In 1995 I did The Landmark Forum, and I was profoundly impacted. There were around 150 people there from every different walk of life. A lot of very successful people and some who were struggling. Some of them were excited to be there and some really didn’t want to be there — they were stuck. People you would’ve thought were never going to change. They had issues with their parents, their work, their relationships. And so did I, by the way. However, everyone in that room, including myself, walked out as a new kind of person.

It was like, yes, the past was there, but for the first time in my life it wasn’t impacting or dictating my future. And I also saw that with the other 150 people there, all over the course of three days. I remember thinking to myself in that moment, “Wow, this Landmark thing is amazing. What they do is phenomenal. Everybody should do this.” At that time, though, my thoughts were specifically about Landmark’s work reaching everybody; I never thought for a moment I would be somebody who would be able to help accomplish that. All I knew was that what I saw in that room was unlike anything I’d ever seen before, and my life altered from that moment on — permanently.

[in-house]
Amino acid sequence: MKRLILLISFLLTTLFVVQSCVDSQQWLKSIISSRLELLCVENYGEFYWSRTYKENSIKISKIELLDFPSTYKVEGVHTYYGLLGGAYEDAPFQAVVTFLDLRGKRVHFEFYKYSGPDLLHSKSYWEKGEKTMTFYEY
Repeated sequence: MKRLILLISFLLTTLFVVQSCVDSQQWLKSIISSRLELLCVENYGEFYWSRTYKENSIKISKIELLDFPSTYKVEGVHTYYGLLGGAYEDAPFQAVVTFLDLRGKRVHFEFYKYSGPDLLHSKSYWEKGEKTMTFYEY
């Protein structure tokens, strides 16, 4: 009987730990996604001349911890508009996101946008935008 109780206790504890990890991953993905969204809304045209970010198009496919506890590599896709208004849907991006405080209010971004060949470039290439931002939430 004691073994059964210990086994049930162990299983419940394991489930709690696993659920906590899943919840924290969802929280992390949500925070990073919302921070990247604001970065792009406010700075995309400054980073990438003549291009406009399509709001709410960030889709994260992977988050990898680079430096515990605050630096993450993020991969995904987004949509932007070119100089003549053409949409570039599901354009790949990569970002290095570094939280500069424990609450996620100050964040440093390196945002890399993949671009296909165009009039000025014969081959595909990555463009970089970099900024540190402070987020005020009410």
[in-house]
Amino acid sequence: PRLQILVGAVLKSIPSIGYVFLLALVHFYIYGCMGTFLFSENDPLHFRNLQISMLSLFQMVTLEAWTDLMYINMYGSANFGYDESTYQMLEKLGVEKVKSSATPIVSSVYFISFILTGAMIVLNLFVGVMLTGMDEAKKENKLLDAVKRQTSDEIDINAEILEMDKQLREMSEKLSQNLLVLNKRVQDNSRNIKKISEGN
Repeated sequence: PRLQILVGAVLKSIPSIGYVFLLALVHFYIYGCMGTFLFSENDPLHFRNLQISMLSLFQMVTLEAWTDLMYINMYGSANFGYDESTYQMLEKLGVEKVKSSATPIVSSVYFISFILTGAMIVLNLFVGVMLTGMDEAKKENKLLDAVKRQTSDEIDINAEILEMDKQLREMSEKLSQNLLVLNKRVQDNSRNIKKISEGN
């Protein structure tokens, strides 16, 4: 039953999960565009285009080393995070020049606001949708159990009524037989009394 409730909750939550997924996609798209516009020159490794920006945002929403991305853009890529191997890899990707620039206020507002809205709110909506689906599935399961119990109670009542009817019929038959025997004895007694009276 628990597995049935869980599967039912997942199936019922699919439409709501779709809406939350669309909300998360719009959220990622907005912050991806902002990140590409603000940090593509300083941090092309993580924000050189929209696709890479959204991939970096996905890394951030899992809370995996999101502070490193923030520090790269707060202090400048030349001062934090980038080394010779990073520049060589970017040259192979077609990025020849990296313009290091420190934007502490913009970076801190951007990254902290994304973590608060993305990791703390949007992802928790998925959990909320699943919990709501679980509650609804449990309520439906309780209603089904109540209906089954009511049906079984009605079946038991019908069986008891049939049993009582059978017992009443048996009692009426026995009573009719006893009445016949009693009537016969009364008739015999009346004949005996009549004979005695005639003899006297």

The Forum made a huge difference in my effectiveness. I went from wanting to start a consulting business to being somebody who actually made that happen. Landmark is the vehicle for why I’m here.

Can you share your story of when you were on the brink of failure? First, take us back to what it was like during the darkest days.

It didn’t look dark to the outside world. I got the top mark in my year with honors, then I went on as the first woman to work on the offshore oil rigs. After seven years in the oil industry, I went back and did my Ph.D. And, you know, my thesis got tremendous reviews. I didn’t have to do one correction to it — which is totally unheard of. So, I should have been on top of the world, but I knew after doing that Ph.D. that I didn’t really didn’t want to go back to the conventional oil industry.

As I said, I wanted to have my own consulting business — where I could use my expertise in gold minerals, or even water in arid places. But I was working for another organization — a small outfit up in the mountains doing normal geological work on a mine, a drilling exploration site. It wasn’t what I wanted to do, but I justified it. When it came to starting my own company, my own consulting business, it was all just self-doubt, self-doubt, self-doubt. “Who am I to do that?” I thought. “I don’t know what I’m doing.”

I didn’t have enough confidence to start my own business. It didn’t matter that I had all those qualifications; I was somebody who doubted herself while being very qualified. On the outside, I looked like a super-confident person who was successful in basically everything I did because I had three things going for me: I was pretty smart, I was a hard worker, and I was athletic. But none of that had anything to do with my sense of fulfillment or self-confidence.